Previous Article Next Article Related posts:No related photos. Study into antihistamines packaged as non-sedative reveals high level ofdrowsiness among usersAntihistamines sold as non-sedatives can cause drowsiness, a major researchproject by the Drug Safety Research Unit in Southampton has shown. Researchers warned that the drugs, used most intensively at this time ofyear to combat hay fever, “may be dangerous in the workplace and whendriving”. Of the four antihistamines investigated, acrivastine and cetirizine weremost likely to cause sleepiness. Researchers said that loratadine andfexofenadine had lower incidence of sedation, but still had some effects. So-called “second generation” antihistamines were introduced ashaving no or limited sedative effects. A meeting of international experts inManchester last month raised concern over the issue. Dr Charles Mercier-Guyon, a member of the European Commission’s workinggroup on alcohol, drugs and traffic safety, said,”Doctors should questiontheir patients about their profession and activities when prescribing. “They should choose the less sedative drugs for people who drive, andthose whose work is demanding.” In the research, questionnaires were sent to GPs covering a total of about40,000 patients prescribed the drugs, and the incidence of sedation wasrecorded. Full results were published in the British Medical Journal. Several European countries, including France and Sweden, have implementedthe European Union Directive on “red triangle” labelling ofsubstances known to have a sedative effect, but the UK has not followed suit. ‘Non-sedative’ drugs cause drowsiness in the workplaceOn 1 Jun 2000 in Personnel Today Comments are closed.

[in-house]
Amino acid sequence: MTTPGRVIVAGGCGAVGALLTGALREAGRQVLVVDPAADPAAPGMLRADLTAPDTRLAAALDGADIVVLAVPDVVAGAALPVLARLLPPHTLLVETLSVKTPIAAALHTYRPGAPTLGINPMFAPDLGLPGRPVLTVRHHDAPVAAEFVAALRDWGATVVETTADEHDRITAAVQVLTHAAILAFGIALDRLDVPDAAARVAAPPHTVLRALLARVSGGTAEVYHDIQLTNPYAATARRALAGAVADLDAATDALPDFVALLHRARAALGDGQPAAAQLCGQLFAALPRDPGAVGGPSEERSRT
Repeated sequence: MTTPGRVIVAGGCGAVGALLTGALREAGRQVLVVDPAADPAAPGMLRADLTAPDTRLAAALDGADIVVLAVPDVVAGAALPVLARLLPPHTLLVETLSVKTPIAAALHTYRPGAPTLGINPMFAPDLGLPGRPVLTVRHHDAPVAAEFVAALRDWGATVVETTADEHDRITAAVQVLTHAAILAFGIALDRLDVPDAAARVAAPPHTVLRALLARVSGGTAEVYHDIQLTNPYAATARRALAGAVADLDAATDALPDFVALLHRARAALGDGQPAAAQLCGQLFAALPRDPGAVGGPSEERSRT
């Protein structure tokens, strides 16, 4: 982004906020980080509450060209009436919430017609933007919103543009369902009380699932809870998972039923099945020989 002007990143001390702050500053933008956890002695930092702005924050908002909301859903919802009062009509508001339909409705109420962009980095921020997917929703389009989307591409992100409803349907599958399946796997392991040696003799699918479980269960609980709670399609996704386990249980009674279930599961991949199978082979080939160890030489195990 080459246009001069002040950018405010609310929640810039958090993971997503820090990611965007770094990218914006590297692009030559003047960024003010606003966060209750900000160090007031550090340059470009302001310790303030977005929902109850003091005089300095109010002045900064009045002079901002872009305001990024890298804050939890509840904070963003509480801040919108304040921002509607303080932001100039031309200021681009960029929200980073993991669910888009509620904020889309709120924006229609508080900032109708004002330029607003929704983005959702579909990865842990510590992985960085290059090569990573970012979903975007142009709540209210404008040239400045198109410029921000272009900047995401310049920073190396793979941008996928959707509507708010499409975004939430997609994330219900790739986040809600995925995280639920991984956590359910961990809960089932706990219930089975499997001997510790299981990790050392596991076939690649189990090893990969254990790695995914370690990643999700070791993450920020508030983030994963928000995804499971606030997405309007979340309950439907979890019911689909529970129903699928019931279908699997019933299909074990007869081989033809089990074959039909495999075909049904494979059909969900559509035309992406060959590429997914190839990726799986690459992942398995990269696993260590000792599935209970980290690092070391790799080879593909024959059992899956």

The acquisition will increase President Energy’s daily production by over 10% Image: the exploration contract covers 384km2. Photo courtesy of rawpixel/Pixabay. President Energy has agreed to acquire an exploration contract from Compañia General De Combustibles (CGC) in Argentina.The UK-based oil and gas Company said that it has conditionally agreed to take a 100% interest in the Angostura exploration contract area in the Rio Negro Province.Located directly to the west of the company’s Las Bases Concession, the exploration contract covers 384km2 and and President Energy’s pan-regional pipeline passes through the south west corner of the area.The acquisition will increase the company’s daily production by over 10%.Angostura currently produces 80,000 m3/day of gas and 50bopdPresently, 80,000 cubic metres of gas per day and 50 barrels of oil per day are drawn from the licence, representing in total slightly in excess of net 500 boepd, the company said.Currently, all the gas is compressed and dehydrated within Angostura, sent by pipeline to President’s Las Bases facility and then conveyed by the company’s own pan-regional gas pipeline to offtakers.The company said that the oil will be taken by truck to Las Bases/Puesto Prado and added to President’s existing oil production.President Energy Chairman Peter Levine said: “This corporate action represents a continuation of the strategy of leveraging on our critical mass in Rio Negro and, in this case in particular, our strategic gas pipeline.“The contemplated assignment would increase our production by over 10% whilst at the same time providing synergies and enhancing economies of scale.“I welcome the contemplated investment of CGC, a substantial well-known and respected oil and gas Company, as a shareholder in the Company.”The acquisition is subject to the consent of the Rio Negro Province to the assignment of the exploration contract.In November 2018, President Energy had said that its drilling program at the Puesto Flores/Estancia Vieja Concession in Rio Negro Province had yielded positive results.